Last summer the Atlantic offered a prize of $1000 for the best short story to be written by young writers in their twenties. A total of 1118 manuscripts were submitted, and after weeks of cogitation the judges, finding no narrative which was head and shoulders above the others, decided to divide the prize between the two closest competitors— Jeanne E. Wylie (p. 717), of Grosse Pointe Park, Michigan, who graduated from Northwestern University in 1933, and John D. Weaver (p. 724), a Washingtonian whose first novel has been accepted for publication by Macmillan.

It might be appropriate to say a little about the state of mind revealed in the 1100 unpublished manuscripts. There was very little romance, and not much sweetness and light. For their themes many of the writers turned to the outcast, the downtrodden; there were literally hundreds of stories about hobos, dozens in which the prostitute, the mistreated child, the beaten but worthy migrant, was the protagonist. These stories were in a sense romanticism in reverse: they showed that their authors had only a romantic notion of the realism they were striving for. And what is more, despite the best intentions, they showed that the authors did not care very deeply about the characters they were projecting.

A war correspondent with the B.E.F. in Belgium and France from 1914 to 1917, H. M. Tomlinson (p. 731) is today the most eloquent essayist and one of the most sensitive observers at the front in England.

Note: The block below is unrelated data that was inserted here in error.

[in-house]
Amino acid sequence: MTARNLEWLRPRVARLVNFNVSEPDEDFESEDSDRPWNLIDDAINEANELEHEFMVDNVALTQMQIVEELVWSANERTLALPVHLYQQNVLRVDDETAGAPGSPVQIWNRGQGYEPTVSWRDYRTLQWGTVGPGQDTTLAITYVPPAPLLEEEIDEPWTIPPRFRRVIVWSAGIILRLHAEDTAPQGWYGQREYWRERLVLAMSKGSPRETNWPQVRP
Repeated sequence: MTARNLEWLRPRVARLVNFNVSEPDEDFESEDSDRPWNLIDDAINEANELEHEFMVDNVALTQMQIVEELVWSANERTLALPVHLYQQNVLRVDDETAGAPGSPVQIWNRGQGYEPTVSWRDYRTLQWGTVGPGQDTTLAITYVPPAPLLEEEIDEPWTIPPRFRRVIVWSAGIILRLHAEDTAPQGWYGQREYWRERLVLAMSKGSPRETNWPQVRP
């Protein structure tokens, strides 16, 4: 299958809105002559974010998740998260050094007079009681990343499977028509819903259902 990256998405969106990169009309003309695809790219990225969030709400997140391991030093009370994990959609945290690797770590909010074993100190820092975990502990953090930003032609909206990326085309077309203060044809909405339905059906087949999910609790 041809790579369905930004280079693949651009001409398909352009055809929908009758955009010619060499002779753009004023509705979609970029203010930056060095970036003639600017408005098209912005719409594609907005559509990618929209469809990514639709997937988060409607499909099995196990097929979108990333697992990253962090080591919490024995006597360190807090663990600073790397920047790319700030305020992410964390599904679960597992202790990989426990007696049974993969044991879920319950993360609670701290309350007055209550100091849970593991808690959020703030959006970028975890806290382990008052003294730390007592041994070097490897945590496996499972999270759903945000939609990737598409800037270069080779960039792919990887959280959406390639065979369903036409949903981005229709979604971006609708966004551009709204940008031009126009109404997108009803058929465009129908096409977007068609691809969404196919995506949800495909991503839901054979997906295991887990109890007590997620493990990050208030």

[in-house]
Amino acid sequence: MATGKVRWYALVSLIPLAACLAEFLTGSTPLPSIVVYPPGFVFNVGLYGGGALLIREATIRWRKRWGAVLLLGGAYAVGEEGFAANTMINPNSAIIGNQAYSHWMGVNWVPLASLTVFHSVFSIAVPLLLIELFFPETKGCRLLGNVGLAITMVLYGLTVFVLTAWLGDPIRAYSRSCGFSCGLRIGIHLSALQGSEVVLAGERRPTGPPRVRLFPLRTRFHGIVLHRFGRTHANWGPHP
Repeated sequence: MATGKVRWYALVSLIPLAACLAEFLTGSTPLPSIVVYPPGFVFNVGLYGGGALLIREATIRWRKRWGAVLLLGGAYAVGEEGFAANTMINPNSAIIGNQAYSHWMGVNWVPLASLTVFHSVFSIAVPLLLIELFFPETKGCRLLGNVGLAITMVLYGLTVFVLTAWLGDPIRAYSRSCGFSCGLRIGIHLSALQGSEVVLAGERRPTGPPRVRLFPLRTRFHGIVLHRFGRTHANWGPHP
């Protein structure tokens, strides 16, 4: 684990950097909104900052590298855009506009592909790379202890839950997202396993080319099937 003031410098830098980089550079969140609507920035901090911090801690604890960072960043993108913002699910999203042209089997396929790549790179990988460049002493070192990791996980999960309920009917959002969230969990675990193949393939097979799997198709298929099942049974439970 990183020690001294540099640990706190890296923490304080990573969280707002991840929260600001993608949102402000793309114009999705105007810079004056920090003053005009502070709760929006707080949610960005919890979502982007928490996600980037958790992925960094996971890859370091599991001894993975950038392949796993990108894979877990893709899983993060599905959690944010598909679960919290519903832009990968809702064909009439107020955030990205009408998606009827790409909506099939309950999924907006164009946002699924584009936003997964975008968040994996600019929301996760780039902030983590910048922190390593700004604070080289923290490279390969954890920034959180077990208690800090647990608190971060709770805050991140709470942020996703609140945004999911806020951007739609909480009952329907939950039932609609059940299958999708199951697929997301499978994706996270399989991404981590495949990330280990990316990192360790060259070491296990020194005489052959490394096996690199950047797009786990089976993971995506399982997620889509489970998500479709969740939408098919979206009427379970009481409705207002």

Lewis Thomas (p. 738) is a doctor who was born in Flushing, Long Island, and educated at Princeton and Harvard; he now specializes in the study of nervous disorders.

When the Atlantic heard that John Mason Brown (p. 739) was to spend the past summer at Martha’s Vineyard writing a book about lecture platforms and their perils, the editors gave him a blanket order for as many chapters as they could print before the book appears. The volume will be published by W. W. Norton early in the new year.

Julian Green (p. 743), an American novelist who long drew his inspiration from franee, tells us in his most engaging way some of the secrets of his trade. ‘When an author writes “Chapter I” at the top of a blank page,’ says Mr. Green, ‘he is starting out on a strange and often dangerous adventure. He is going to tell us all about himself, but he feels perfectly safe because he masquerades as a dozen different people and never credits the reader with enough perspicacity to find him out. This acting by proxy gives him a great sense of freedom.’ Mr. Green was born in Paris of American parents. Although for two years he studied at the University of Virginia, he did not become a resident of the United States until recently, when he returned as a refugee. He now lives in Baltimore, where he has been teaching a course in the modern novel at Goucher College. He is the author of seven novels, the most recent of which, Then Shall the Dust Return, was published last spring.

A Professor of Philosophy with nine books under his signature, George Boas (p. 753) has long been a welcome contributor to the magazine. For his essay, ‘Art in Education,’ he received the second prize in our recent Fine Arts competition.

Mona Gardner (p. 761), a graduate of Stanford University who lived in the Orient for twelve years and now flourishes as a free lance in New York, has some revealing things to say about those who farm for fur.

Helen Clapesattle (p. 769), editor of the University of Minnesota Press and author of our current serial, The Doctors Mayo, was born and bred in Fort Wayne, Indiana. She won her Phi Beta Kappa at Oberlin and later came to the University of Minnesota on a fellowship for graduate work in history. Her authentic biography of the Mayo brothers, the remarkable story of their education and of what they have contributed to medical practice in this country, will be published by the University of Minnesota Press early in December.